A New Jersey appeals court recently considered a case regarding the modification of child support and alimony based on alleged changed circumstances. In that case, the husband and wife had married in 1993 and later had three children. They divorced in 2007 and agreed to a Matrimonial Settlement Agreement. In the agreement, the husband agreed to pay the wife $15,500 per month in alimony and $5,500 per month in child support. The Agreement was based on the husband’s earnings at the time, which were around $778,000 per year. In 2007, his business began to decline and by 2015, his income had reduced to about $120,000 per year. As a result, the parties amended the agreement in 2015 to reduce the alimony payment to $5,500 per month and the child support payment to $1,408 per month.
The husband then negotiated to leave his employment with a severance package of $100,000 and opened a restaurant. The husband fell into arrears on his child support and alimony payments. Two of the children had been emancipated and the youngest was in college. The husband’s restaurant closed and the husband began selling life and health insurance, allowing him to make about $100,000 to $140,000 per year. The wife filed a motion to enforce the husband’s obligations and the husband argued that the obligations should be modified based on a change in circumstances.
Modifications to Alimony and Child Support
New Jersey family court judges can modify alimony and child support orders based on the parties’ circumstances and the nature of the case. The party seeking to modify a child support or alimony obligation must demonstrate changed circumstances.
The Court’s Decision
The appeals court found the husband failed to establish changed circumstances after the parties executed the amended agreement. The court noted that when the husband signed the amended agreement, he was aware of changes to the financial industry and of his earning potential. The court found that the husband’s choice to invest almost $500,000 in the restaurant, in a field in which he had no experience, and to opt not to work in the financial field, where he was experienced, did not relieve him of his support obligations.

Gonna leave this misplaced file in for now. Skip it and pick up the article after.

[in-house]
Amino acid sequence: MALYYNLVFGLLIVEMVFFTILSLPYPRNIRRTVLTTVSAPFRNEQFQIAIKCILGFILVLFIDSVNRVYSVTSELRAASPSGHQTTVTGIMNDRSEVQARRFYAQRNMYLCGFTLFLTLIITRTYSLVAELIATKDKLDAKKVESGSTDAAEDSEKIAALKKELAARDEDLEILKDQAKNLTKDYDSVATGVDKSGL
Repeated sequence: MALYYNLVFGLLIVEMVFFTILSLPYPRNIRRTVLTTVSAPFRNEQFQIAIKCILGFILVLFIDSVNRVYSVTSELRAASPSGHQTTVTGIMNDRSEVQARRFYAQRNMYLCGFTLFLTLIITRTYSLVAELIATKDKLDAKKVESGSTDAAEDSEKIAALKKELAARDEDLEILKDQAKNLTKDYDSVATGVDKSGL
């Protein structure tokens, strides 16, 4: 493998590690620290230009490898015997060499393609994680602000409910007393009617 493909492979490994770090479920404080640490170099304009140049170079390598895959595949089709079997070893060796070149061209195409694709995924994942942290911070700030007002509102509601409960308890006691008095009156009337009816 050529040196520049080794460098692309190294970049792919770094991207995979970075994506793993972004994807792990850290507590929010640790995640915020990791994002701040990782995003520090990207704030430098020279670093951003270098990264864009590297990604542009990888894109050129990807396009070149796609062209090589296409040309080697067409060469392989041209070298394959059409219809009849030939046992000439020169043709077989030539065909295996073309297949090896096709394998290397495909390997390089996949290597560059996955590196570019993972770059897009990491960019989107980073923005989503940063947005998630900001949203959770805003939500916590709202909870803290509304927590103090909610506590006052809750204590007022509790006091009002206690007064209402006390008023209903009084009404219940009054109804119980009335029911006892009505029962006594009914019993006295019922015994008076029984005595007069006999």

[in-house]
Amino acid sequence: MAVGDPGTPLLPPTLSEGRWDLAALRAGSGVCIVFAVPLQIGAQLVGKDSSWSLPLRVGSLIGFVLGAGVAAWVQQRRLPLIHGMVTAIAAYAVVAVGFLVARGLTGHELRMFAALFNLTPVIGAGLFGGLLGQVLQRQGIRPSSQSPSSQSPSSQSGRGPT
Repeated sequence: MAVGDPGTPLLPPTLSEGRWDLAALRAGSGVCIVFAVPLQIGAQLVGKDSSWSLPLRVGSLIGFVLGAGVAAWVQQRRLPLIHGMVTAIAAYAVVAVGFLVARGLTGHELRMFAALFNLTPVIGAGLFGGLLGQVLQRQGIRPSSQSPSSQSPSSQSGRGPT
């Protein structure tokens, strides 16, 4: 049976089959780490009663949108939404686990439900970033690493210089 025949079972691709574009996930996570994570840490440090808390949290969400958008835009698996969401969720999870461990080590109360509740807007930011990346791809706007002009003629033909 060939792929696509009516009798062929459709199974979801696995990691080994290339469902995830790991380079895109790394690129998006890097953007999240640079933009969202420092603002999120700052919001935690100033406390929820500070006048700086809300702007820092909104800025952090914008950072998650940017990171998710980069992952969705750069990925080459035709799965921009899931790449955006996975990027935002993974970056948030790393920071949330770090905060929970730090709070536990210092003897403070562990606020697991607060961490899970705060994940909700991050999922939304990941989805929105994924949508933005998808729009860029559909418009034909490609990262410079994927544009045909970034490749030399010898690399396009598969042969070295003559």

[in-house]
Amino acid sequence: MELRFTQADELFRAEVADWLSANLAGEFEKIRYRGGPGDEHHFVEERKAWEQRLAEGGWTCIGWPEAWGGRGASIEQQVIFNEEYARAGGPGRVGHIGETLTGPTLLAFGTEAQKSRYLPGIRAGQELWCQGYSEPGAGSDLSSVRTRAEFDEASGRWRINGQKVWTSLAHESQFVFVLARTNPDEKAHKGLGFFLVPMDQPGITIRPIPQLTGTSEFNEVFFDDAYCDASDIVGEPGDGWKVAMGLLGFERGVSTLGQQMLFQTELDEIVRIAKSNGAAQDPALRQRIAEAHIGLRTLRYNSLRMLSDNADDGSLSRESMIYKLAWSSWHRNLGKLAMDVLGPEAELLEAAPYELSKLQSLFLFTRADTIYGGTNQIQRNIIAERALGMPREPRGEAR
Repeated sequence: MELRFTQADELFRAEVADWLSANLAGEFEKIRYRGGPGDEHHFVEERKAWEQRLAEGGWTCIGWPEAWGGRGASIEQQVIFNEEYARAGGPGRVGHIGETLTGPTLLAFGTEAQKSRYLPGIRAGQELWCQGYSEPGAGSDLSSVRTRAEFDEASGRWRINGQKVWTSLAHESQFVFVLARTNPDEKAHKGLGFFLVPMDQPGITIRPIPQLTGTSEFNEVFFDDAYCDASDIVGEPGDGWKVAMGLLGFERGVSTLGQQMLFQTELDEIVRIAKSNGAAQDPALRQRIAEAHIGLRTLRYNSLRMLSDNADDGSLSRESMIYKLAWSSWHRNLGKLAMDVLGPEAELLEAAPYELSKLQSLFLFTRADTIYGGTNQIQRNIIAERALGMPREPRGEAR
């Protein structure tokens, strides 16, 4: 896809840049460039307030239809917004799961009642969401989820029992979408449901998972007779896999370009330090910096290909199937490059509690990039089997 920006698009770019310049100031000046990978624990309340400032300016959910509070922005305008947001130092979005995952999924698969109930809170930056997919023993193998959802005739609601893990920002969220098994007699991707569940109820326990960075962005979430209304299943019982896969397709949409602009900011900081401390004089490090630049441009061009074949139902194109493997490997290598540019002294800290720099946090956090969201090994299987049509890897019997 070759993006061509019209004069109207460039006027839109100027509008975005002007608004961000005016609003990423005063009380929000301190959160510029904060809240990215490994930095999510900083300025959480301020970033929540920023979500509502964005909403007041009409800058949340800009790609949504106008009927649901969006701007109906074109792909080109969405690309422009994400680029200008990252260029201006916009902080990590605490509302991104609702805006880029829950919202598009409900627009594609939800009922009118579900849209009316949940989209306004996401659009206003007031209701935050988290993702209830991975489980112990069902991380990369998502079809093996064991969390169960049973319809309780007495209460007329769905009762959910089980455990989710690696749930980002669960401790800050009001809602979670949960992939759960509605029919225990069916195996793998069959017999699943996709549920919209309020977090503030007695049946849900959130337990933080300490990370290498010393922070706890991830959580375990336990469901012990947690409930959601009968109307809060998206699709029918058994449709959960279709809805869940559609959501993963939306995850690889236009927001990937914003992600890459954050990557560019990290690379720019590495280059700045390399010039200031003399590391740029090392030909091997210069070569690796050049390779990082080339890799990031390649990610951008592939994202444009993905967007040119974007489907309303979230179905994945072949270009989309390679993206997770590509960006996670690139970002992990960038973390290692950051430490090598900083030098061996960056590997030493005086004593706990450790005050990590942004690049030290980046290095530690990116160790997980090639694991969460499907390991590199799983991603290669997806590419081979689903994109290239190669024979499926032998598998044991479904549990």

However, the appeals court found that the family court may have made a mistake in denying the husband’s motion to modify his child support obligation based on the emancipation of their two older children. It was not clear whether the court determined if the child support payment was meant to be reduced as the children were emancipated. The wife seemed to agree that the child support payment was reduced when the two older children were emancipated, but the court failed to reflect any reduction in the payment in the court’s order. Therefore, the court sent the case back to the family court to consider the husband’s motion for modification of his child support obligation based on the emancipation of the two older children.
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